What is an Offer for Sale?
During the normal course of the business, there are often scenarios where businesses have to raise finance. In this case, they can either go for internal financing or external financing.
As a matter of fact, it can be seen that internal sources of raising finance are often limited, and hence, are not very dependable.
Consequently, a lot of companies then opt for external sources of finance. Equity financing tends to be one of the primitive sources of external sources of finance, and a lot of companies rely on selling shares in order to raise finance via equity financing.
If companies are already listed on the stock exchange, they can opt for an Offer for Sale, in order to sell more shares to the general public.
Offer for Sale can be termed as a simpler method for selling shares via the stock exchange for listed companies. It is different from companies selling shares from scratch, in the sense that it requires existing promoters to reduce their holdings in the company.
Therefore, in Offer for Sale, promoters of the company dilute their stake in the company by selling off their shares on the exchange platform.
After they have been set up for Offer for Sale, foreign institutional investors, qualified institutional buyers can bid on these shares.
What is meant by IPO?
Initial Public Offering (IPO) is referred to the act when company decides to get listed on the stock exchange in order to sell their shares to the general public. This is normally undertaken by companies that need to raise finance via equity financing.
Initial Public Offering is the first step that is taken in order to begin selling shares to the general public.
Therefore, IPO can simply be defined as companies gearing up and preparing themselves to sell to the general public. It requires certain regulations that need to be undertaken by the companies, including underwriting, as well as registering the company as a public limited company.
This is perhaps the most integral part that needs to be undertaken before the company decides to go public with its share trading.
How does Offer from Sale work?
Offer from Sale is a special privilege that is not always available to all the companies. In order to be eligible for Offer from Sale, companies need to be ranked in the top 200 companies in the share market. Eligibility criteria in this regard is based primarily on market capitalization.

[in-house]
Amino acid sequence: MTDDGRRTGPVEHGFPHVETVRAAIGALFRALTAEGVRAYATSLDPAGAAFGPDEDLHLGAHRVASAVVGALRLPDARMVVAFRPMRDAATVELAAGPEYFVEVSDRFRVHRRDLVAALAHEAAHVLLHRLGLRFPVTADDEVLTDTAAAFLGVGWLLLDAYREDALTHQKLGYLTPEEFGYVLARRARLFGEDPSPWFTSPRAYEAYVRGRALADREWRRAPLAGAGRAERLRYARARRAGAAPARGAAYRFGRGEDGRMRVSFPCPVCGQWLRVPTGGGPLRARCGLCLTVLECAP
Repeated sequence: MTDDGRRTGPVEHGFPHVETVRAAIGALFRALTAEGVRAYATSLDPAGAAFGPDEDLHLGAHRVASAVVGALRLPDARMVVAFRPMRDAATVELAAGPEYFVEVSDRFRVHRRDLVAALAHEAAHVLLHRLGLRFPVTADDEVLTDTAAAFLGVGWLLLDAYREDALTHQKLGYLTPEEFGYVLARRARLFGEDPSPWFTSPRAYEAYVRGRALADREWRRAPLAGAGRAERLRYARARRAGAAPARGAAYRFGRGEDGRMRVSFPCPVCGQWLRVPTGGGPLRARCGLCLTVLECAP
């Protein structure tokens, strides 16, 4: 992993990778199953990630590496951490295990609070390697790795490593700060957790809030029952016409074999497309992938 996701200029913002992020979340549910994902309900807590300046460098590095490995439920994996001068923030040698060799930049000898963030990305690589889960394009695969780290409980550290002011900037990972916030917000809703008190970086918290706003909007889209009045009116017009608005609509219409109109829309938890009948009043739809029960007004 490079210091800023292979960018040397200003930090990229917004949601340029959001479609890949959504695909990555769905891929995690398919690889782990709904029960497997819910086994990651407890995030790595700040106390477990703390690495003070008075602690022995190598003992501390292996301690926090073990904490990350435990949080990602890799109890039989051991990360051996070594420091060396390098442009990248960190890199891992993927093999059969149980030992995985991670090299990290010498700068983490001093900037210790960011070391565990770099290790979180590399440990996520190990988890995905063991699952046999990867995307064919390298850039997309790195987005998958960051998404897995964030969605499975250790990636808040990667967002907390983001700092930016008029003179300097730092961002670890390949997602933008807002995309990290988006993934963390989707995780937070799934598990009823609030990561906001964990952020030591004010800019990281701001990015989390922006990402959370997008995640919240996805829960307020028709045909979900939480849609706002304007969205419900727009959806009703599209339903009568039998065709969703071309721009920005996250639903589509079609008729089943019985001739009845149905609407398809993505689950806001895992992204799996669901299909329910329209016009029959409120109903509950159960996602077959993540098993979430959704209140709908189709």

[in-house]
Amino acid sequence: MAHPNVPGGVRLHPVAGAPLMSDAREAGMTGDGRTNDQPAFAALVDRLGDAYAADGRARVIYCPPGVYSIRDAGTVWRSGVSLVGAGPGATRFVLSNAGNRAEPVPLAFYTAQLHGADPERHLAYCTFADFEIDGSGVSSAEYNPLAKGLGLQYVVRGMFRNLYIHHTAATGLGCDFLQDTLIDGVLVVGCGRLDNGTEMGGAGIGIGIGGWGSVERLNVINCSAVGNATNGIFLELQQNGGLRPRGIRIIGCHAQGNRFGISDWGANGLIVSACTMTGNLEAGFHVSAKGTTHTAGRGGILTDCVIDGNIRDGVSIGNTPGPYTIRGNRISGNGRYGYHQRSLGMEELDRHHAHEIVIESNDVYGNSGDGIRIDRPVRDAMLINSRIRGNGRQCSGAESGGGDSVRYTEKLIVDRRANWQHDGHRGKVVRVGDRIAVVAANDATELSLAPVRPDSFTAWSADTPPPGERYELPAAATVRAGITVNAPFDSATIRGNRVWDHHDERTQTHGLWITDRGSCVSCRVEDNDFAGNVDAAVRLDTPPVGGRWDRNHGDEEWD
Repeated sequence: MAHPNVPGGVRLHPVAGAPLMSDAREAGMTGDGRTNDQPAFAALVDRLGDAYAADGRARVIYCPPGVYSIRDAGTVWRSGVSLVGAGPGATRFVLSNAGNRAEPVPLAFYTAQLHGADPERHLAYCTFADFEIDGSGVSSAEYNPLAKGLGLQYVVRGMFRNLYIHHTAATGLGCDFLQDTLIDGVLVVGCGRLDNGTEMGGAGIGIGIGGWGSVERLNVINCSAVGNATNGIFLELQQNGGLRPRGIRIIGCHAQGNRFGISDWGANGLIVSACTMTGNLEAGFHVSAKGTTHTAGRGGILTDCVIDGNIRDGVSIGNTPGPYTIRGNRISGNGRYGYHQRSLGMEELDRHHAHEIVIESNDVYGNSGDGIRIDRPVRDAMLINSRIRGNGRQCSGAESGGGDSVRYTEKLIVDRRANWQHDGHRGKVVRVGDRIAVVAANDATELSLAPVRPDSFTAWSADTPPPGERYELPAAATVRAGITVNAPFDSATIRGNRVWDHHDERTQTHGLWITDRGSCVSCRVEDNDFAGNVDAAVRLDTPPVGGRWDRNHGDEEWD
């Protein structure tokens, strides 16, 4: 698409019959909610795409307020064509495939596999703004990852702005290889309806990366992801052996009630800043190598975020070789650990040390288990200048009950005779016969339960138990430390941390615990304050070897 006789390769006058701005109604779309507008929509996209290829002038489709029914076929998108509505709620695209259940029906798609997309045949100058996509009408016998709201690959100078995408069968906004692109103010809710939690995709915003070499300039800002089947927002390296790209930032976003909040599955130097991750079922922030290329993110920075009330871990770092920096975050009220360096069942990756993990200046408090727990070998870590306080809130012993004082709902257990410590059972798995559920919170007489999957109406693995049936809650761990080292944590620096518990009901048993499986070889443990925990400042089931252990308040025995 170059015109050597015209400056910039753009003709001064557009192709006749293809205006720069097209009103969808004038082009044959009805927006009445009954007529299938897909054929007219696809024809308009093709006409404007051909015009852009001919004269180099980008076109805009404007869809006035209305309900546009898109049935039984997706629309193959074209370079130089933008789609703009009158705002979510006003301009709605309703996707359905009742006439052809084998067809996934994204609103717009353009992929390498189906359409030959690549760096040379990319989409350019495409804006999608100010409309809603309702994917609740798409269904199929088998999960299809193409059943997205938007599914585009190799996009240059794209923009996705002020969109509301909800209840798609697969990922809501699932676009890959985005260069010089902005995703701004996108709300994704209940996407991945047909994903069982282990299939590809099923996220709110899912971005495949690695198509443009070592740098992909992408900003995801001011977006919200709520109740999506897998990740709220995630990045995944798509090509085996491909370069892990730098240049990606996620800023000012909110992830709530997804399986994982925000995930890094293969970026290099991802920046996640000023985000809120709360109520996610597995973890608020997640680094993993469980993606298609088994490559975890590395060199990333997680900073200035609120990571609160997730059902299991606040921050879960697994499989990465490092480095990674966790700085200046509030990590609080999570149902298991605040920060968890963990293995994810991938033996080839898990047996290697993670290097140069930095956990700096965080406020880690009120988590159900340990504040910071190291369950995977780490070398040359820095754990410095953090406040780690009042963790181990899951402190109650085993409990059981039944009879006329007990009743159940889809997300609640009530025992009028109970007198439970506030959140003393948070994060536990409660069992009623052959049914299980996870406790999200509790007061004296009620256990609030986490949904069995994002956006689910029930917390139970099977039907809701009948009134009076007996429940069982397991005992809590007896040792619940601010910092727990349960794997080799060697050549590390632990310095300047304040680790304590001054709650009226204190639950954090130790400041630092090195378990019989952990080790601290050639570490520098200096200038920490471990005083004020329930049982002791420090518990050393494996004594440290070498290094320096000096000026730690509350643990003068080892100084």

In this regard, non-promoter of shareholders that possess more than 10% of the company’s share capital is also said to be eligible to offer their shares through this mechanism.
However, before the offer from the sale is made, the company needs to inform the stock exchange and get their formalized approval before proceeding with the offering.
Therefore, this mainly works in the sense that it creates new shareholding from the existing share capital that exists within the company, in such a manner that the shareholding of the existing shareholders is not altered as a result.
Hence, this tends to be a very important in the sense that it does not alter the existing shareholding dynamic within the company.
The fact that this tends to raise money, without greatly adversely impacting the shareholding dynamic within the company is perhaps the biggest advantage in this regard.
How is Offer from Sale different from IPO?
Offer from Sale is different from IPO on the following grounds:
- IPO is a very initial step in equity financing within the company. It is the first instance of the company issuing shares to the general public. Offer from Sale is conducted by companies that have a considerable shareholding size.
- IPO is carried out by companies that are not already listed on the stock exchange. Consequently, it requires certain documentation and processes that need to be completed by companies. On the other hand, Offer from Sale differs from IPO because it does not involve as many documentation related processes.
- Offer for Sale is a cheaper method to raise finance. On the other hand, IPO is quite expensive to carry out.
- In IPOs, there are floor ceilings involved. As a result of this, it can be seen that investors need to pay the cut off price, based on the issuing price of the shares. On the contrary, as far as Offer from Sale is concerned, it involves a floor price.
- Where IPO extends for a timeline of around 3-4 trading days, OFS gets over in a single day.